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World Diabetes Day 2019: All you need to know about heart failure and Diabetic Macular Edema

Every year, World Diabetes Day is observed on November 14 to raise awareness about the condition and ways to manage the same. The theme for this year is 'The Family and Diabetes'.

India is home to 72 million people suffering from diabetes, and is known as the diabetic capital of the world. Poor lifestyle is the key reason for early onset of diabetes among Indians — an average 10 years earlier than people living in other developing countries. “It is critical to understand that diabetes is much more than managing blood sugar levels, because in the long-term, it poses a huge risk for other chronic diseases like heart failure and blindness due to Diabetic Macular Edema (DME),” say Dr Sundeep Mishra, professor of cardiology, AIIMS, New Delhi and Dr Raja Narayanan, Hon. Secretary of VRSI.

Every year, World Diabetes Day is observed on November 14 to raise awareness about the condition and ways to manage it. The theme for this year is ‘The Family and Diabetes’. So, on World Diabetes day, let’s understand the causes and symptoms of heart failure and DME:

What is heart failure?

Heart failure is a progressive condition where the heart cannot pump enough blood around the body. This happens because the heart muscle, which is responsible for the pumping action, weakens or stiffens over time.

Heart failure is often confused with a heart attack. But it must be noted that they are two different cardiovascular diseases. “Recent studies indicate a strong connection between heart failure and type 2 diabetes. Diabetes increases the risk for the development of heart failure because of diabetic cardiomyopathy. Heart failure patients with diabetes are more likely to be hospitalised, compared to patients without diabetes,” says Dr Mishra.

Know what is cardiac arrest and how is it different from heart attack

Symptoms of heart failure

Diabetes patients should pay close attention to the following symptoms and seek an appointment with a cardiologist, if they notice these signs:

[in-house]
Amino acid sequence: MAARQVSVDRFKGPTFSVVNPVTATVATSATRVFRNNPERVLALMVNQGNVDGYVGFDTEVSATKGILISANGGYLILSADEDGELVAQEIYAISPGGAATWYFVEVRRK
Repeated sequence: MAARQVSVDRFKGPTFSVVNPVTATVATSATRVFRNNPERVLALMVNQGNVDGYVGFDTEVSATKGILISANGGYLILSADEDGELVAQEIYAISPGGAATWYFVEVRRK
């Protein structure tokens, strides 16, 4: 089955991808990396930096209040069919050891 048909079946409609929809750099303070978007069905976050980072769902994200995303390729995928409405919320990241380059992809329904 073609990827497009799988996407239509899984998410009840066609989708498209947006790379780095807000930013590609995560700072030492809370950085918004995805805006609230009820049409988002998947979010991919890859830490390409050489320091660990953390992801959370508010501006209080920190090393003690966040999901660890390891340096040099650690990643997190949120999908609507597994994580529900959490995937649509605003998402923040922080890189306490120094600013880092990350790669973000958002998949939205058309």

1. Shortness of breath: Heart failure patients experience shortness of breath, due to fluid retention in the lungs. It is often confused by diabetes patients as a symptom of low levels of sugar in the body.

2. Constant tiredness and fatigue: Fatigue is one of the most common problems associated with poorly controlled blood sugar. It could also be a symptom of heart failure because when the heart is unable to pump blood properly, the body becomes devoid of oxygen and experiences fatigue.

3. Swelling in the ankles, legs and abdomen: Fluid build-up might cause swelling in ankles, legs and abdomen. This is one of the key symptoms of heart failure. Diabetics should be extra careful to not confuse the swelling as a result of diabetes.

Timely diagnosis and effective treatment prevent the condition from worsening.

What is DME?

Poor management of diabetes can lead to blindness due to diabetic retinopathy, and DME is its most common form. It arises when the damaged blood vessels inside the eye cause swelling of the retina (the light-sensitive area at the back of your eye), causing blurring of vision and inability to read.

“Every person with diabetes is at risk of developing this illness, and almost 1 in 3 people living with diabetes have some degree of diabetic retinopathy, which does not show symptoms till the last stage. The only way to detect early retinopathy is to undergo preventive screening. It is mandatory for all patients with diabetes to have their retina check-up as soon as they are diagnosed to have diabetes even if there are no symptoms of an eye problem,” explains Dr Narayanan.

Symptoms of DME

1. Blurry vision: If an object or landscape in front of you looks blurry, it could indicate an advanced stage of diabetic retinopathy.

2. Black spots or patches: If your line of vision is marred by tiny black spots or patches, you should immediately visit a retina specialist.

3. Straight lines that look wavy: Observe carefully if straight lines or objects appear “not so straight” or wavy, while conducting your routine activities.

These symptoms may affect your ability to read, write, drive, recognise faces and deteriorate the overall quality of life. If not diagnosed in a timely manner, DME can lead to permanent vision loss. This kind of blindness is therefore preventable but is difficult to cure despite treatments for the same being available.

If you are a diabetes patient, ensure that you get your eyes checked by an eye specialist immediately even if you do not have an eye problem, and don’t miss out on any scheduled appointment.

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